As the master of the legal thriller genre, John Grisham has written about some truly shady lawyers. Aside from the corrupt big wigs at giant law firms, Grisham has written his share of stories about the street lawyers, the smalltime hustlers who’ll take on any case and operate at the very fringe of the legal profession.
But in his second novel in a most productive year, Grisham steps past that line. In “The Rooster Bar” (Doubleday, New York, 2017, 352 pages), he tells the tale of three law students who start practicing the law even if they haven’t finished law school or taken the bar yet. Burdened by student debt and shaken by the suicide of a friend, Mark Frazier, Todd Lucero and Zola Maal start up a law firm, taking actual cases and making it up as they go along in Washington, D.C.
Why do it? “Survival,” Todd says. “We’ll survive by hiding and pretending to be other people. We’ll hustle the streets because there’s no turning back.” They knew full well that they would be committing a felony: the unauthorized practice of the law. “The beauty in their scheme was the brazenness. No one in his right mind would stand in front of a judge and pass himself off as a lawyer.”
At first, it seems to work, as the made-up law firm of Upshaw, Parker & Lane manage to pull together a gaggle of small cases. But “The Rooster Bar” (the book is named after the somewhat shady establishment from which the fake law firm operates) pushes the fake lawyers into a pit of moving parts that either don’t slide together or slide together too conveniently.
There is the class action suit against a big bank gone bad that floats just beneath the surface before suddenly emerging full-form late in the book. “The Rooster Bar” then takes a precipitous dive into calamity because there is no way Mark, Todd and Zola could realistically keep up the façade for too long. Part of the book’s weight comes from the difficult consequences arising from their unusual career choice.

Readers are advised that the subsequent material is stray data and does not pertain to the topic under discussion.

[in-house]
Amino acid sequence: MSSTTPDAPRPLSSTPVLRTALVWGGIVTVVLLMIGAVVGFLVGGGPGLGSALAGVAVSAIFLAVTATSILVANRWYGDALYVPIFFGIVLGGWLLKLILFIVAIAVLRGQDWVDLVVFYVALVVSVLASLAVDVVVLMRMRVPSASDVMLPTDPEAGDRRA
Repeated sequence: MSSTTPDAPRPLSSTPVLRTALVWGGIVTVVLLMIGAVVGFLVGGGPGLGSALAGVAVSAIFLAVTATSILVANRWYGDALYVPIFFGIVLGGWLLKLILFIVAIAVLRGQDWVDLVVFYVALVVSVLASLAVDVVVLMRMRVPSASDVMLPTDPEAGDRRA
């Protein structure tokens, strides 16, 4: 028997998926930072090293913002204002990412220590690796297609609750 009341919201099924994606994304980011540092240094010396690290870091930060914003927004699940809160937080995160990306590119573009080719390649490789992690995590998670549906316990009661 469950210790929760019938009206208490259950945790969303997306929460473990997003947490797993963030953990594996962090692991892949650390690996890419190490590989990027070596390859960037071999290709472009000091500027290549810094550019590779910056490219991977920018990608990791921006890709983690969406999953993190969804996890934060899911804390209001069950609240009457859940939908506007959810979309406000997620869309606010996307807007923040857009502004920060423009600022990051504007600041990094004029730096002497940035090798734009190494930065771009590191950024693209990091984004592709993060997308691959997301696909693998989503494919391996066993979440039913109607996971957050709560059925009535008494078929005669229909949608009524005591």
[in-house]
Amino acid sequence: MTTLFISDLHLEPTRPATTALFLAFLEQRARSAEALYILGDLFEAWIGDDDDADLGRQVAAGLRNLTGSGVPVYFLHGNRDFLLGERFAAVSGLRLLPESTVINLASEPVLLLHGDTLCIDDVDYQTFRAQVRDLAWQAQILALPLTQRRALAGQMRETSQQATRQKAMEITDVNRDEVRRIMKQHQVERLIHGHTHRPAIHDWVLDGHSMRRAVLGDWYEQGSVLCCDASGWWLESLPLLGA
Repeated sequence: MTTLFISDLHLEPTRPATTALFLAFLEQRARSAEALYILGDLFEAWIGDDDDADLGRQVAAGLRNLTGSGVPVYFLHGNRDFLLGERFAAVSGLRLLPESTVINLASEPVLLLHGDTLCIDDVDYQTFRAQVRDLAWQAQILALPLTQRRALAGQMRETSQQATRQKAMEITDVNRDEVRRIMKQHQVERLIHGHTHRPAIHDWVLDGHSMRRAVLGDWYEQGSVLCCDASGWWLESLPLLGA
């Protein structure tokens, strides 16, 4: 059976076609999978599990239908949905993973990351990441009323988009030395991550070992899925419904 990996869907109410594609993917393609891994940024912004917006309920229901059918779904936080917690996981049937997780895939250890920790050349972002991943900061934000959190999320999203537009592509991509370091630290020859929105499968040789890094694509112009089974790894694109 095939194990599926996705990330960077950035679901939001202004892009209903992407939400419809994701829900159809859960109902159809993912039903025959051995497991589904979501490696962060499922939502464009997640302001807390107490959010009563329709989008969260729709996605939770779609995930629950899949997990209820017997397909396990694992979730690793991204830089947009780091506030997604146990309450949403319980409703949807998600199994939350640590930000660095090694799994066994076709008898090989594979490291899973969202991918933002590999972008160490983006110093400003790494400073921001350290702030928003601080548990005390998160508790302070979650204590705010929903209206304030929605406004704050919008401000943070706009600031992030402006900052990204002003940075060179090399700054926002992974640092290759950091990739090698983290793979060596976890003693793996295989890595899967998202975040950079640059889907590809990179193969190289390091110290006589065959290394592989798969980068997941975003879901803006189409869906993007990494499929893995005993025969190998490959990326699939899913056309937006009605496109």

As with Grisham’s last book, “Camino Island,” this one has an odd rhythm to it. Unlike the earlier Grisham books, “Rooster Bar” doesn’t build to a suspenseful climax. Instead it kind of hangs around and then lurches towards conclusion.
A real-life lawyer who had engaged in legal activism, Grisham is known for putting the topics he cares about in his books. The problem with “The Rooster Bar” is that he addresses several different issues without much disguise: for-profit law schools, the legal quagmire of illegal immigration and the money involved in class-action lawsuits. The paragraphs that introduce the said topics are dense exposition, standing out from the otherwise efficient action in Grisham’s narration.
The best things about “Rooster Bar” are the three lead characters. Mark, Todd and Zola are compelling, well-designed characters who will draw the audience in. Down on their luck in so many ways, the three find an inventive if illegal way to get through it all, taking a risk that obviously was not going to pay off the way they thought it would. Or did it?
The happenings switch fairly quickly from Washington, D.C., (where most of the book happens) to Senegal and another foreign destination, but the transition doesn’t feel like it happens organically.
For the first time in a long time, readers can feel Grisham’s hand guiding and
jerry-rigging the developments in “Rooster Bar.” The novel’s premise is the most outlandish thing Grisham has ever really written about (he usually writes about lawyers, imperfect and greedy ones, but at least real ones). That alone is interesting enough for Grisham fans to crack open “Rooster Bar,” but the book weirdly alternates between urgency and indifference.
Still, it is fascinating to see John Grisham go forth in such an unusual direction, even if “Rooster Bar” is as flawed as its lawyers, as outlandish as their big scheme.